We achieved this shape by building two frames of douglas fir, one each for the top and bottom of the hull. Making the lower frame smaller than the top yields a kind of 3-d 'trapezoid', with the sides sloping inward from top to bottom by 45 degrees all around the perimeter. The photo above shows these concentric frames before they were attached together (the white bar is a yardstick, for scale); fabrication involved ripping the stock to 45 degrees, then carefully mitering pieces together with glue and one nail each. As separate frames, they were quite weak (too much force could cause the joints to swivel), but this method of construction became suprisingly strong when completed. Indeed, it probably should have been weakened somewhat to make it lighter.
This picture shows the complete assembly. There are two important details to observe. First, the two frames are held together with quarter-inch thick plywood bulkheads. These we cut to a trapezoidal shape and inserted into quarter-inch slots in the frame members ('dado' joints, to a woodworker) We drilled numerous large holes in the bulkheads to reduce weight and allow lift air to enter the ends of the craft - these holes are hard to see directly in the photo, but are visible in the shadow cast by the frame.
Second, the top (larger) frame includes two lengthwise fir beams intended to strengthen the 'deck' of the hovercraft. These are especially important as they provide mounting points for the two engines and any other hardware that needs to ride on top. The beams are attached to the frame at each end with a single large dovetail, cut entirely by hand. In fact, aside from the small nail in each mitre joint, there is not a single metal fastener in the entire structure. Neccessary? Efficient? NO - but worthy of respect!
We covered the skeleton in 1/16 inch thick plywood - specifically, the cheap mahogany veneer known as 'lauan doorskin' (named as such because doors are made from it). The photo above shows an almost completed hull, with the bottom still to be attached. A perimeter of large holes allows air to exit the bottom plate and enter the air cushion underneath the vehicle. Smaller holes in the sides of the hull keep the skirt inflated in order to trap the cushion. It is possible to simply build a rigid tray for this purpose underneath the hull, and indeed, Sir Cockerell's first few hovercraft used just that. However, the pioneers of air-cushion vehicles soon discovered that a flexible skirt is better able to conform to uneven ground or waves at sea, thus providing a better seal for the air cushion.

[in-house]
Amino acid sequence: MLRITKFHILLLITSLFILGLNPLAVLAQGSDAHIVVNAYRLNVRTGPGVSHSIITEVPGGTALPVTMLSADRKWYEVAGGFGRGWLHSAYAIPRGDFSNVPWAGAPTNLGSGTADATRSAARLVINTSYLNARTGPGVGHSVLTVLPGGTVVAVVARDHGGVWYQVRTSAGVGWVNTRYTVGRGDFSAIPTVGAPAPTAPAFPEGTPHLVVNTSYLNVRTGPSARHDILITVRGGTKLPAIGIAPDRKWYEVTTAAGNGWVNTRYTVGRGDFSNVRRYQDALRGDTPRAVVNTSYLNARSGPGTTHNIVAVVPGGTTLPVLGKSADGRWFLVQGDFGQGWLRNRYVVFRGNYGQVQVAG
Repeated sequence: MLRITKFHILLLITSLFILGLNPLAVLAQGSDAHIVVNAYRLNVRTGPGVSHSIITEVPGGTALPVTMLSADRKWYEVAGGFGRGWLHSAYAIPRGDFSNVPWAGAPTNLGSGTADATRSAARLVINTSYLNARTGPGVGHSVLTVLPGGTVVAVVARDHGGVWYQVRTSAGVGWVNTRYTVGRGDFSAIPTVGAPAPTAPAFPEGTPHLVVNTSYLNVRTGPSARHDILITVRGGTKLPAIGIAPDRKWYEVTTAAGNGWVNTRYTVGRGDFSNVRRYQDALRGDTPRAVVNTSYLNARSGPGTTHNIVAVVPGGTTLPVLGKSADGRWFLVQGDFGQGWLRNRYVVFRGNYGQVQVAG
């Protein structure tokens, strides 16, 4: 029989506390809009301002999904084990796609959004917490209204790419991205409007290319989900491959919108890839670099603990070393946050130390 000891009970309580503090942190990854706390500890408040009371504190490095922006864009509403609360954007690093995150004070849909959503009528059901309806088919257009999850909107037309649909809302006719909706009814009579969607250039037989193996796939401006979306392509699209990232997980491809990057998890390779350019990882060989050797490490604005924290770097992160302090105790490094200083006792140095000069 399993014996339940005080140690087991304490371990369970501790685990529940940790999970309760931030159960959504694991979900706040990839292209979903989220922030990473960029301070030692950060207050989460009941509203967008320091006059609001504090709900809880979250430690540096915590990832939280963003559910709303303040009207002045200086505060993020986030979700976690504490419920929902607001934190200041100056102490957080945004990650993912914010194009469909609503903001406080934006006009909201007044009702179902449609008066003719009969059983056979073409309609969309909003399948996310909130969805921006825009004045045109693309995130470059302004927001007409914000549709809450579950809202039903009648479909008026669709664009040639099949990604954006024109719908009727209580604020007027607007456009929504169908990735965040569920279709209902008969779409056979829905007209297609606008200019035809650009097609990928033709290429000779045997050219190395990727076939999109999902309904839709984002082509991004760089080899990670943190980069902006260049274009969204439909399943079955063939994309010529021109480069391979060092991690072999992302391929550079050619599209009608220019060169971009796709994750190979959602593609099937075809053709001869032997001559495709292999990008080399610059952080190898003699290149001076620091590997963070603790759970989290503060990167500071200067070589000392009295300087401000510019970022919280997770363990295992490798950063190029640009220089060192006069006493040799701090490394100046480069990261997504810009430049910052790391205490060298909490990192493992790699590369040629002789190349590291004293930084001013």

Observe also the white circle in the middle of the top sheet. This is the air inlet - a pvc fitting tightly fitted into the skin and caulked. Some other pipe fittings and hose clamps allowed us to connect the lawn blower to this without losing much air at all.
Proud inventors pose with the fruit of their labors!
The skirt in the photo above is painter's dropcloth, a thin sheet of fabric coated with butyl rubber and hence reasonably airtight. As you can see, it has been tailored with duct tape. One of the most annoying topological problems in fitting fabric together is "mitring" the round sections such that they inflate in the right shape. Theory tells us that the flat fabric should be cut along a kind of s-curve to make the angled joint correct when it is rolled up and inflated. Ours is hardly perfect, as can be seen in the photo, but it worked well enough.
The lift engine was not firmly attached at the time of this photo, which is why Jay reaches out to steady it. We placed a large bottle on the back to balance the craft and prevent too much air leaking out the back of the cushion. I am operating the throttle control of the lift engine.
This is, unfortunately, the only known picture of the craft hovering. Jay and I dropped this project shortly afterward to work on speakers instead, although we might pick it up again, as we still have the propulsion engine and have since gained more experience in subjects like servo control.